Teaching Awareness and Recovery from Stalls


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Teaching Awareness and Recovery from Stalls

  1. 1. Teaching Stalls:Awareness /Recoveries
  2. 2. Gaylord, MIGaylord, MICaseStudy
  3. 3. Two Fatalities• GPS track data depicted the airplane entering a descending right turn about40 seconds prior to the accident.• The turn continued through approximately 450 degrees.• Two state police troopers . . . stated that the airplane made several“abrupt” turns as low as 200 to 300 feet above the ground. At one point,the “plane’s wings were dipping slightly back and forth, as well as the tail ofthe plane was swaying slightly from side to side; however, the planeremained level and did not appear erratic.”• The airplane completed another “very abrupt” right turn when“the nose dropped straight down and the plane rolled to theright and corkscrewed into the ground.”
  4. 4. Discussion• What are your thoughts about the accident?• What are some possible causes?
  5. 5. • If your client made a general statement saying,“The aircraft must be prone to stalling”,how would you respond?Discussion
  6. 6. • If your client made a general statement saying,“Aircraft are unpredictable near stall speed”,how would you answer?Discussion
  7. 7. Trained and TestedProficiency Stalls–Power-On (straight ahead & turning)–Power-Off (straight ahead &turning)Reference: Airplane Flying Handbook, Chapter 4Maneuvering During Slow Flight
  8. 8. • Where in the syllabus do you demonstrate astall for the first time?• Do you feel the need to complete the entirestall series as part of your initial stall lesson?Discussion
  9. 9. • When you teach stalls and stall recovery thefirst time, how do you coordinate thedemonstration with the verbal description?• Do you talk all the way through themaneuver?• Is it effective to describe the particular stalland recovery before the demonstration?Discussion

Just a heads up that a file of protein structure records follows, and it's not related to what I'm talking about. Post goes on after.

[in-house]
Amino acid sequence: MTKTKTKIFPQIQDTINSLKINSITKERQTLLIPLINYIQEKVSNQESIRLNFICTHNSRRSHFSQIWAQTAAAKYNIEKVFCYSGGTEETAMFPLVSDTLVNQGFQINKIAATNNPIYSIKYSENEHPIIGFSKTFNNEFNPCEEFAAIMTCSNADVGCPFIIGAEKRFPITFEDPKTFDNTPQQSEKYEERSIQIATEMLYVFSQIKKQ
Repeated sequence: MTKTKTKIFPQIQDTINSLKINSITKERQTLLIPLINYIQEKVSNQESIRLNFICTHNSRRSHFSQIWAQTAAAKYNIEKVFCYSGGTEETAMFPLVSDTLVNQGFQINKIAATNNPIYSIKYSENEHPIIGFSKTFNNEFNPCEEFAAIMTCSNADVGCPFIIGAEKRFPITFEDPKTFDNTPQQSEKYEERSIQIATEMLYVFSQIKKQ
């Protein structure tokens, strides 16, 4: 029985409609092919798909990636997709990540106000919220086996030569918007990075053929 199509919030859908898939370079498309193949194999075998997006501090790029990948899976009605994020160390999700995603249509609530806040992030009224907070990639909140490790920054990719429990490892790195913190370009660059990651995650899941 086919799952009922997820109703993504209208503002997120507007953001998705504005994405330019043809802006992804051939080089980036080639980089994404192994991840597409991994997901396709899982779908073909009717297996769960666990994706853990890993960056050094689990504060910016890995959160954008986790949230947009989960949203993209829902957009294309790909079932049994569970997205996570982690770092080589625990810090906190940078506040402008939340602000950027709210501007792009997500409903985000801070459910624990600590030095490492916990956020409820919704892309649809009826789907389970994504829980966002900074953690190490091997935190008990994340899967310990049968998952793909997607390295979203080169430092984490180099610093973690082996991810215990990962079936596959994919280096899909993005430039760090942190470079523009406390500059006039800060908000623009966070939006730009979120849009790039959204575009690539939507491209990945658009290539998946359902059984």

10. 10. Demonstrated - Not TestedReference: Airplane Flying Handbook, Chapter 4Crossed-Control StallsElevator Trim StallsSecondary StallsAccelerated Maneuver Stalls
  11. 11. • How do you employ demonstration stalls inyour own teaching?• What effect does a demonstration stall haveon client anxiety?Discussion
  12. 12. • How do you handle the fear of stalls?• Have you had to retrain a client who wasseverely frightened by a previous instructor’sattempt to teach stalls?• Describe what you did to solve the problem.Discussion
  13. 13. • Improper pitch, heading, and bank control during straightahead and turning stalls• Failure to recognize the first indications of a stall• Failure to achieve a stall• Improper torque correction• Poor stall recognition and delayed recovery• Excessive altitude loss or excessive airspeed during recovery• Secondary stallsHow do you correct these common student errors?How do you correct these common student errors?Discussion
  14. 14. • An avoidable stall accident with twofatalities• Proficiency stalls in the course of training• Demonstration stalls in the course of training• Teaching techniques for anxious clients• Common student errors when demonstratingstallsSummaryDuring this workshop, we discussed:
  15. 15. www.FAASafety.gov www.SAFEPilots.orgGold Seal Flightwww.GoldSealFlight.com